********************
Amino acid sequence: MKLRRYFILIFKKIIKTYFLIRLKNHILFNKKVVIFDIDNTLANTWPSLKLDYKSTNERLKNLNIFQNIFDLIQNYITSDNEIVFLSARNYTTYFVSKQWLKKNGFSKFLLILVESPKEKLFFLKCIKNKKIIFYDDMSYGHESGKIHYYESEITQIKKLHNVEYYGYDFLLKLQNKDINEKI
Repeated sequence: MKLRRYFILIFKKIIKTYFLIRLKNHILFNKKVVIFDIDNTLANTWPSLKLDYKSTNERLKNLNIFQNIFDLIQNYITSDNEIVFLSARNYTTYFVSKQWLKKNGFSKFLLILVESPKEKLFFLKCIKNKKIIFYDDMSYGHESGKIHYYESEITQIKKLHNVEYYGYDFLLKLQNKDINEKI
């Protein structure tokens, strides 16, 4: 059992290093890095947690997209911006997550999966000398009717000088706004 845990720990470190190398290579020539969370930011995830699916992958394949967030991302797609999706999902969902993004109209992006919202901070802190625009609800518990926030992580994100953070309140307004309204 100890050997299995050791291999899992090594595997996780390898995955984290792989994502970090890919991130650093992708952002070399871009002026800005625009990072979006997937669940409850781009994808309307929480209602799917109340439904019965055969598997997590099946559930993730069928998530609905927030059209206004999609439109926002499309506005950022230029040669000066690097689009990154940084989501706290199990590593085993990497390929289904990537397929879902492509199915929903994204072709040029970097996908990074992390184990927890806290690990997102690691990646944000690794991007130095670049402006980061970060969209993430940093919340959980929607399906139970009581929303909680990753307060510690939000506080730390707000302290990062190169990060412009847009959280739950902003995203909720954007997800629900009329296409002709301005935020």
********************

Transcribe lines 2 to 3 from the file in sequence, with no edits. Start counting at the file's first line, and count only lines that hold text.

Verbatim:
Repeated sequence: MKLRRYFILIFKKIIKTYFLIRLKNHILFNKKVVIFDIDNTLANTWPSLKLDYKSTNERLKNLNIFQNIFDLIQNYITSDNEIVFLSARNYTTYFVSKQWLKKNGFSKFLLILVESPKEKLFFLKCIKNKKIIFYDDMSYGHESGKIHYYESEITQIKKLHNVEYYGYDFLLKLQNKDINEKI
């Protein structure tokens, strides 16, 4: 059992290093890095947690997209911006997550999966000398009717000088706004 845990720990470190190398290579020539969370930011995830699916992958394949967030991302797609999706999902969902993004109209992006919202901070802190625009609800518990926030992580994100953070309140307004309204 100890050997299995050791291999899992090594595997996780390898995955984290792989994502970090890919991130650093992708952002070399871009002026800005625009990072979006997937669940409850781009994808309307929480209602799917109340439904019965055969598997997590099946559930993730069928998530609905927030059209206004999609439109926002499309506005950022230029040669000066690097689009990154940084989501706290199990590593085993990497390929289904990537397929879902492509199915929903994204072709040029970097996908990074992390184990927890806290690990997102690691990646944000690794991007130095670049402006980061970060969209993430940093919340959980929607399906139970009581929303909680990753307060510690939000506080730390707000302290990062190169990060412009847009959280739950902003995203909720954007997800629900009329296409002709301005935020």